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Design Your Summer

Last week we took a family trip to Santa Barbara. Nick had to do some work at his office, and we wanted a getaway and a chance to catch up with family and friends. We ate well, laughed a lot, and spent quality time with loved ones. In short, it was awesome. I want to bottle up the feeling of vacation and bring it home with me, which is why I’ve been mulling over the idea of creating a bucket list of summer activities.

Vacation day at the zoo.

Part of me hates the idea of committing to yet another list. I’ve been listening to the Happier podcast with Gretchen Rubin and Elizabeth Craft for a bit, and Gretchen’s idea of designing your summer really spoke to me. You can listen to her talk about it here and here. Rather than create a list of things I have to do, I’m making a plan to do some things I can’t wait to do.

It’s easy to assume that during the summer months there will be plenty of time for fun, but I know all those moments have slipped through my fingers before. When I don’t set a date or make a plan for something, I don’t do it, fun or not. I tweeted over the weekend to see if anyone else thought it was a good idea and my friend Katie agreed with me. So I told her I’d work on my plan and share it later.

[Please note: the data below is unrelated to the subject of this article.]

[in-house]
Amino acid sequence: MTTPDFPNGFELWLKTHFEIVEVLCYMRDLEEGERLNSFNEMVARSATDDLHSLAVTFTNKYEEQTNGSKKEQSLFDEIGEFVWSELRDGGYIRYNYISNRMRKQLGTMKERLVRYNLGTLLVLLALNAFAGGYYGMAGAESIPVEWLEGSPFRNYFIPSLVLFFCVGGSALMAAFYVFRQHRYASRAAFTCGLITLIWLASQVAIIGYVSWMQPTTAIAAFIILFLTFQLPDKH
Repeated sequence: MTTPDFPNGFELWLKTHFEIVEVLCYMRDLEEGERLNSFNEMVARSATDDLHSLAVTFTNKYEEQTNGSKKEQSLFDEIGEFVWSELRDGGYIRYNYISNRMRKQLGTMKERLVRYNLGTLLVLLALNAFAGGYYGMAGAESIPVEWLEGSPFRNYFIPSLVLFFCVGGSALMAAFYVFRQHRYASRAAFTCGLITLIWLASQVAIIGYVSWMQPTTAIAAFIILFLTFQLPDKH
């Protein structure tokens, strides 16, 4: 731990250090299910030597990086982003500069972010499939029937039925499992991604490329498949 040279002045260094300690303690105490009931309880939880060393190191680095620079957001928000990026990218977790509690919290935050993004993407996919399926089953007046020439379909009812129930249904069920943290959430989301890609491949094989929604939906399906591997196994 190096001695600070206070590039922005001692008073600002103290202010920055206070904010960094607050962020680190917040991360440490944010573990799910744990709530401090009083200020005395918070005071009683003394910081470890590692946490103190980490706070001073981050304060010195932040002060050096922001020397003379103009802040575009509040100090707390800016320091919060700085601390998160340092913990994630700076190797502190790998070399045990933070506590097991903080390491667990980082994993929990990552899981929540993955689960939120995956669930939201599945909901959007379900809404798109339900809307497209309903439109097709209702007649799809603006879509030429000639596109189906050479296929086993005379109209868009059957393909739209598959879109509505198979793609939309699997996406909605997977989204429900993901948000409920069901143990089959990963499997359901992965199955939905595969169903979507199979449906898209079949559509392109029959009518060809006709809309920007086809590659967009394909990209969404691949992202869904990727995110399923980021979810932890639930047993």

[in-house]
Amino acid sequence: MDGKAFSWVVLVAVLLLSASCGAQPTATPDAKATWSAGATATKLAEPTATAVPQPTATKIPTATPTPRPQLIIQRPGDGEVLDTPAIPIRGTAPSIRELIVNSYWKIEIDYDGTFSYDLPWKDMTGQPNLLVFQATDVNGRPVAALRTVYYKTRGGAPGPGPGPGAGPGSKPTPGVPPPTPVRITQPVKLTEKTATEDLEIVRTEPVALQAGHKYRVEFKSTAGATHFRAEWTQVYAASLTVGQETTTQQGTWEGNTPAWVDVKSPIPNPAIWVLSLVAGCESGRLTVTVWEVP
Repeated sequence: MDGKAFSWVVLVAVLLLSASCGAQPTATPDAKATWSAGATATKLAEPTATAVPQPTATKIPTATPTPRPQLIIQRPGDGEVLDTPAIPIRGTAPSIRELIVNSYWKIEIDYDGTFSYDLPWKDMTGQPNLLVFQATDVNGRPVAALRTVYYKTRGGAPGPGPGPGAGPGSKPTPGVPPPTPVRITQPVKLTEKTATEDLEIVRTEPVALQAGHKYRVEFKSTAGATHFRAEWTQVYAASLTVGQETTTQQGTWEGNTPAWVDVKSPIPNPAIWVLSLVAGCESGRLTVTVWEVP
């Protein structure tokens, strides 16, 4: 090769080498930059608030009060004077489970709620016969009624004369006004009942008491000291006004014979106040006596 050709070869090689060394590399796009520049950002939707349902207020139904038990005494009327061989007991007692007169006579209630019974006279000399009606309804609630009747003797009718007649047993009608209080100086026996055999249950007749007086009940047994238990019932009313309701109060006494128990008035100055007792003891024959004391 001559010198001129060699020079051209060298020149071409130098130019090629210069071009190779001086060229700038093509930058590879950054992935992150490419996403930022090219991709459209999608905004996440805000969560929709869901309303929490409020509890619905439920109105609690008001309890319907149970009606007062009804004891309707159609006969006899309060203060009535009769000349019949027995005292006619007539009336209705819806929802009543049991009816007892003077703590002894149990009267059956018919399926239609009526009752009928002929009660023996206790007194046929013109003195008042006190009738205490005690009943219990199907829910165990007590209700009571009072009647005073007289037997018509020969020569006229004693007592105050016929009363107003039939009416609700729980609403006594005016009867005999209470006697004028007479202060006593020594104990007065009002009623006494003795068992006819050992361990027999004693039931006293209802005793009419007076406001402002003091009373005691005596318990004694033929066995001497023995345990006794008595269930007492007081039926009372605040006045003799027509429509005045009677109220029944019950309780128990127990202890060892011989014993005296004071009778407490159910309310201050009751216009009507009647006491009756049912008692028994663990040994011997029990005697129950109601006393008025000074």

My son, the ham.

Here’s how I’m designing my summer:

  1. Host a friends bbq or dinner: We’re finally moving into our house, so I can’t wait to entertain friends who have kindly hosted me repeatedly during the last five months we’ve been living with my parents.
  2. Go to a festival: Food and cultural festivals are my jam, but I already missed a few that looked cool, so now it’s time to check an events calendar and set a date.
  3. Go to a concert in the park: I’ve literally never been to one, and now my new house is around the corner from our town’s concert in the park locale. No excuses!
  4. See a movie at the independent theater: Our beautiful old theater is awesome and I really want to go there again to enjoy and support this gem.
  5. Visit the Bay Area with Rory: We moved specifically so we’d be much closer to friends and family, and we need to make the time for the trip.

I could add more to the plan, but for now five seems like a lot, and I actually want to follow through on all of these. I tried really hard not to include things like paint the bedroom and kitchen, because those are big projects I want and need to do, but they aren’t exactly fun.

Designing your summer should be about making moments of fun possible in our busy lives, whether you are working outside the home, working from home, or are momming full-time at home. Having fun is so important for sustaining relationships, for our self-care, for our work life balance, and for having a healthy and happy home life. Let’s treat fun with the importance it deserves and make time for it.

Our family tradition is taking a selfie in front of the penguins.

How are you going to design your summer?

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